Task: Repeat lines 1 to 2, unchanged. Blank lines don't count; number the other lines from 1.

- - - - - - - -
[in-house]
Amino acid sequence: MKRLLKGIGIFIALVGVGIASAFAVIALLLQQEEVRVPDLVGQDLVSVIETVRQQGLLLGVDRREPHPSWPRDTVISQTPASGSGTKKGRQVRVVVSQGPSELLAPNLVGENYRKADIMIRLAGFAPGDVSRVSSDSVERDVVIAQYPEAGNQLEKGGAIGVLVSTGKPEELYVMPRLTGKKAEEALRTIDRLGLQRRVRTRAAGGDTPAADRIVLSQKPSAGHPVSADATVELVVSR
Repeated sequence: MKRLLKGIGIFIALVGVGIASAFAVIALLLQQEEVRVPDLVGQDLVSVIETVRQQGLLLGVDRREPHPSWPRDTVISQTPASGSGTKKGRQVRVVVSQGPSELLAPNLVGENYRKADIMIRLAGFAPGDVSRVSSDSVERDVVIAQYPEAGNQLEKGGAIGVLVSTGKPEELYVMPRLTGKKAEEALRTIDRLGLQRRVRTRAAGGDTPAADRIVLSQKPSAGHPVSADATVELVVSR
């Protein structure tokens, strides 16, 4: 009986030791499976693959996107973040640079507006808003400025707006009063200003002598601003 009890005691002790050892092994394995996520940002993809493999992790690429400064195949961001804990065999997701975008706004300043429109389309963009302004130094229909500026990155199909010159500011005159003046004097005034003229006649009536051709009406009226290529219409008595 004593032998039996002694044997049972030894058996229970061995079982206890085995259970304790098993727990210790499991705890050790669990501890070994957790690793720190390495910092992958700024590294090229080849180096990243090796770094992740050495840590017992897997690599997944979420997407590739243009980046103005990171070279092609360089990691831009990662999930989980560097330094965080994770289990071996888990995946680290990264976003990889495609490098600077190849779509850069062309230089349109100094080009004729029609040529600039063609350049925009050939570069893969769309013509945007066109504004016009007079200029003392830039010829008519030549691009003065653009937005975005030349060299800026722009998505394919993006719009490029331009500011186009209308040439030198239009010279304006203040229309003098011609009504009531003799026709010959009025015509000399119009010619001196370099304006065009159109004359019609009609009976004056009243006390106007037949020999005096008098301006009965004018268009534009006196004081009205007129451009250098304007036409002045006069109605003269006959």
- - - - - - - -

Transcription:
[in-house]
Amino acid sequence: MKRLLKGIGIFIALVGVGIASAFAVIALLLQQEEVRVPDLVGQDLVSVIETVRQQGLLLGVDRREPHPSWPRDTVISQTPASGSGTKKGRQVRVVVSQGPSELLAPNLVGENYRKADIMIRLAGFAPGDVSRVSSDSVERDVVIAQYPEAGNQLEKGGAIGVLVSTGKPEELYVMPRLTGKKAEEALRTIDRLGLQRRVRTRAAGGDTPAADRIVLSQKPSAGHPVSADATVELVVSR